Treatments: She recommended I start with two treatments, which will both help to heal my intestinal lining. Since 70% of our immune systems are in our GI tract/gut, the first step to improving immune function is to heal the gut. I am going to start Mega Mucosa and SBI Protect as soon as they arrive (my visit was via the phone, so they are shipping my supplements to me). My son took both of these for a while when he had severe GI problems. Yes, I know they are each fairly expensive, but the hope is that I can heal my gut and improve my immune system, and then I won't need them anymore.


There weren't a lot of surprises in terms of infections. As I mentioned above, it is very common in ME/CFS for old, dormant viruses to get reactivated. So, I tested positive for:

  • Epstein Barr Virus (EBV)
  • HHV-6
  • Parvovirus
  • Chlamydia Pneumoniae (a bacteria)

These are the usual suspects, and I have tested positive for them in the past (including the positive HHV-6 last spring), but not usually all at once! This is another sign that my immune system is just not fighting back right now. Also, Lyme disease--just like ME/CFS--causes old viruses to reactivate, so that is a double-whammy. Again, it seems now, with all this information, that the Lyme disease was perhaps the underlying cause of last year's worsening, and then the domino effect kicked in, and multiple systems began failing, allowing other infections to flare up also.

Treatments: We decided to focus on herbal antivirals, since I just took a round of prescription antivirals last year, and they didn't seem to do much, plus I have a variety of infections flared up, and while herbals have a broad range, prescription antivirals are very specific to the virus being treated. My son and I both already take several herbal antivirals every day: monolaurin (a component of coconut), olive leaf extract, and emulsified oil of oregano (we take oregano in that form so it won't upset our stomachs). All three of these have antiviral, antibacterial, and antifungal properties, so we take them for a variety of reasons. Interestingly, since I figured viruses were probably behind the scenes, I increased my dose of olive leaf extract (from 2 every other day to 4 every day) in January, and I saw an improvement after that. So, she suggested adding one more antiviral to the daily mix: L-lysine. We've taken that before, and I still have some here, so that's an easy one (it's inexpensive, too).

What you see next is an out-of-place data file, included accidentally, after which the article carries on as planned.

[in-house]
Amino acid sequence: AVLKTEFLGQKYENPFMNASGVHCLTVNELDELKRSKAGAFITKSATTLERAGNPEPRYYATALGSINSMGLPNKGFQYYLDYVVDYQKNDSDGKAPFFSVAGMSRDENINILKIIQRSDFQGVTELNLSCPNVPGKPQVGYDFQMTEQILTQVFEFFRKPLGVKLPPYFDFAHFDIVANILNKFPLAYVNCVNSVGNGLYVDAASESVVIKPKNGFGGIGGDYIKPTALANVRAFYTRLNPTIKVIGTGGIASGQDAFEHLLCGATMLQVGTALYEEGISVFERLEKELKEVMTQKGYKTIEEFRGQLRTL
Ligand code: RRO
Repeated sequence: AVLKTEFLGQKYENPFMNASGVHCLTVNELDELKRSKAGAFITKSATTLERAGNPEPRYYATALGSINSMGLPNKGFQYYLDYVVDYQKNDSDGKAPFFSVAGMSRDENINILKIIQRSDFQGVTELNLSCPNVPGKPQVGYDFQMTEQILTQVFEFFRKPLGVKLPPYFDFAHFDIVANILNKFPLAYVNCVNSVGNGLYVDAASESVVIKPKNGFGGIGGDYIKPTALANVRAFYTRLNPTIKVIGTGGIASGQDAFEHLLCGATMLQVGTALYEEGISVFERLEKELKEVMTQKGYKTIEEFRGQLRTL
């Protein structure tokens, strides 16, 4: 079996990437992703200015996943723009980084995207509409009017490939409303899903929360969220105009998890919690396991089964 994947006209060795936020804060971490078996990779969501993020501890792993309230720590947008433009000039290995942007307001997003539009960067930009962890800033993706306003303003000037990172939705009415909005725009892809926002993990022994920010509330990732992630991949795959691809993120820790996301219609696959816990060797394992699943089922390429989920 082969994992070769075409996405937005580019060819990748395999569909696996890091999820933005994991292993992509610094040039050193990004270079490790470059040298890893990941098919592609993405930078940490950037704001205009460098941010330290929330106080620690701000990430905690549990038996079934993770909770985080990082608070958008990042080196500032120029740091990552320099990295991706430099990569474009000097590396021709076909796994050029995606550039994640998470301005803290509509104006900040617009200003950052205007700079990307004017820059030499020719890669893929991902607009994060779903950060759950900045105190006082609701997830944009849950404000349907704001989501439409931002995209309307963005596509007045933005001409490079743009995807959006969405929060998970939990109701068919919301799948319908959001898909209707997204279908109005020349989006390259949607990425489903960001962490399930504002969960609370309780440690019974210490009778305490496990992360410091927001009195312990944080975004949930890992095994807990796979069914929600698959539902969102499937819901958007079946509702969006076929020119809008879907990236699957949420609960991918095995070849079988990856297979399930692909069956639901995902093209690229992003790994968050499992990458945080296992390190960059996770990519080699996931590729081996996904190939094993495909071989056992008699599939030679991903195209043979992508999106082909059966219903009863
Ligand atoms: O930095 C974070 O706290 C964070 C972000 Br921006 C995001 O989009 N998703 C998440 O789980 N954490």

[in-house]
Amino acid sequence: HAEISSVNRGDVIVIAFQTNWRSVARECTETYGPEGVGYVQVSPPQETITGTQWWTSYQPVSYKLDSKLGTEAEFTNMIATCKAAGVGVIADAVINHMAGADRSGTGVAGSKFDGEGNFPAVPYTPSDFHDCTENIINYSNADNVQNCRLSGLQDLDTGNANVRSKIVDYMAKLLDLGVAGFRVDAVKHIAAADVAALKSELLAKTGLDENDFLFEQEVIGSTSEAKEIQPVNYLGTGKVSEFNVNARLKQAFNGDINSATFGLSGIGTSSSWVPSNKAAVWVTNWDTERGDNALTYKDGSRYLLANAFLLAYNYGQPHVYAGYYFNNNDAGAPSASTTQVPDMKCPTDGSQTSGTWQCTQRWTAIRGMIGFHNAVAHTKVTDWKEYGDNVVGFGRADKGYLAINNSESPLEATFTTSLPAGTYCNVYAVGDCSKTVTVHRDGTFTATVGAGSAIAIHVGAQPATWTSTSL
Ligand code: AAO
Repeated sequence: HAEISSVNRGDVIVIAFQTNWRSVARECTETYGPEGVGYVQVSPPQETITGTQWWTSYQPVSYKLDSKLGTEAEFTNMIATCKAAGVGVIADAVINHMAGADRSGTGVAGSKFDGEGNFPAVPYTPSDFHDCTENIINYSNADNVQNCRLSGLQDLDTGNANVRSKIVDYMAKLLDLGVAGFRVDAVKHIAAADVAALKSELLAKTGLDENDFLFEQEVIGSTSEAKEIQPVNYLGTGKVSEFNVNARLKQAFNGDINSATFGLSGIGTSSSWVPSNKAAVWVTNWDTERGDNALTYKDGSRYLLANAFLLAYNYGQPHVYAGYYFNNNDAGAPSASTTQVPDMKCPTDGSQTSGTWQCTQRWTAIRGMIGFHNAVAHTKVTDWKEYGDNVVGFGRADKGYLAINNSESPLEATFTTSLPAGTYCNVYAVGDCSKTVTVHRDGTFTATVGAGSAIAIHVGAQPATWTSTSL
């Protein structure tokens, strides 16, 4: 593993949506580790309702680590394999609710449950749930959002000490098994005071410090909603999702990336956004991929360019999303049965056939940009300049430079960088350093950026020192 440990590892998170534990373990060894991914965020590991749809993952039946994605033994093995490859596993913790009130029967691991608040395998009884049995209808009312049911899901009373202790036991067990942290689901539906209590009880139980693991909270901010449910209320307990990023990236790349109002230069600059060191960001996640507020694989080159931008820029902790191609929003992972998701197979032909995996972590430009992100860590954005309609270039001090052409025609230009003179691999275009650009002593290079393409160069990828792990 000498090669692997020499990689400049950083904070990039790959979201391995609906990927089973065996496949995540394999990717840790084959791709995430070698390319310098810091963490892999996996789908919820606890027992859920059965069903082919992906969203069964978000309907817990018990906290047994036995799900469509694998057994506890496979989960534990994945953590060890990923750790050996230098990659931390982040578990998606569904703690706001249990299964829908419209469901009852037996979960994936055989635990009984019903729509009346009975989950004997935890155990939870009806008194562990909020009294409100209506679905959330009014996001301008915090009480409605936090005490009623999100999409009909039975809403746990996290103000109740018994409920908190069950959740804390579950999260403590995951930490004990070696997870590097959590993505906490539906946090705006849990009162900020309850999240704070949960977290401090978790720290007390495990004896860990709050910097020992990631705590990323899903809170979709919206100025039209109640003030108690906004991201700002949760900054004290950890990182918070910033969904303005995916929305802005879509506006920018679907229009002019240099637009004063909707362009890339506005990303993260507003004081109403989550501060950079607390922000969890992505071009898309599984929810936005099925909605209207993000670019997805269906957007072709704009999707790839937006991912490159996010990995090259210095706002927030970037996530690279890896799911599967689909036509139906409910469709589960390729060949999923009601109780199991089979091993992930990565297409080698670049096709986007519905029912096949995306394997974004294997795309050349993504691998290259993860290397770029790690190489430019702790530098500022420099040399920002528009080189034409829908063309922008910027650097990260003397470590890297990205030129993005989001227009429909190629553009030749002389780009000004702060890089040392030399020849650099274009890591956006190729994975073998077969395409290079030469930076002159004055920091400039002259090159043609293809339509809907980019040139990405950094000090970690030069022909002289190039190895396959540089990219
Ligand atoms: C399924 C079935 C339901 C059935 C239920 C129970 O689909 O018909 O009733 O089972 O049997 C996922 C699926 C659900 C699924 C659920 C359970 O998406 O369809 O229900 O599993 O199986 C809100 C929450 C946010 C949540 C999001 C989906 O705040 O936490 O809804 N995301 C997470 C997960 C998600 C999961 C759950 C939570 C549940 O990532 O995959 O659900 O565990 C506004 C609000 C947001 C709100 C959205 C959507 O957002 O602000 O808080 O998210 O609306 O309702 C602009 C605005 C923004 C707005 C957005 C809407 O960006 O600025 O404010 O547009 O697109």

And, for Lyme disease, I will continue to increase my dose of the herbal treatments I'm already on, and slowly and gradually add in a couple more.

Last week, I felt so good that I was able to take a walk six out of seven days, go to the grocery store, spend 90 minutes dusting, and even help my husband with shoveling snow one day (all while wearing my heart rate monitor and resting when the alarm went off), with no crash after any of those activities! That pretty much brings me back to my "normal" baseline, where I was before the Year of Horror began. With this kind of stunning improvement after just a month, I am feeling very hopeful and optimistic. Who knows? Maybe I'll even end up better than I was before 2020! If I can get the Lyme disease under control and improve my immune system with these treatments, then that's a very good possibility.

Remember, there is a video available on my new YouTube Channel if you'd like to hear/see me explain all of this.

Please Note: This post contains affiliate links. Purchases from these links provide a small commission to me (pennies per purchase), to help offset the time I spend writing for this blog, at no extra cost to you.


Thursday, February 18, 2021

ME/CFS and the COVID-19 Vaccines


Probably like most of you, I have been thinking about the COVID-19 vaccine ever since the first ones were available. I'm still not yet sure what I will do when it becomes available to me, but now, finally, I think I have the data I need to make a good decision for myself.

Upfront, I want to emphasize that I am a proponent of vaccines, and my kids got all of their required vaccines when they were young. However, ME/CFS is an immune disorder, and that complicates things for us. This post contains all the information you should need to make an informed decision for yourself, too.

ME/CFS Immune Dysfunction

Plenty of studies have confirmed that the immune systems of people with ME/CFS are dysfunctional; they don't work the same way that they do in healthy people. It's a complicated dysfunction, though, that doesn't fit neatly into the usual categories of autoimmune (where the entire immune system is over-active) or immune deficient (where the entire immune system is under-active). In the case of most people with ME/CFS, parts of our immune systems are over-active, while other parts are under-active. You can read more about this in my post Immune System Abnormalities in ME/CFS.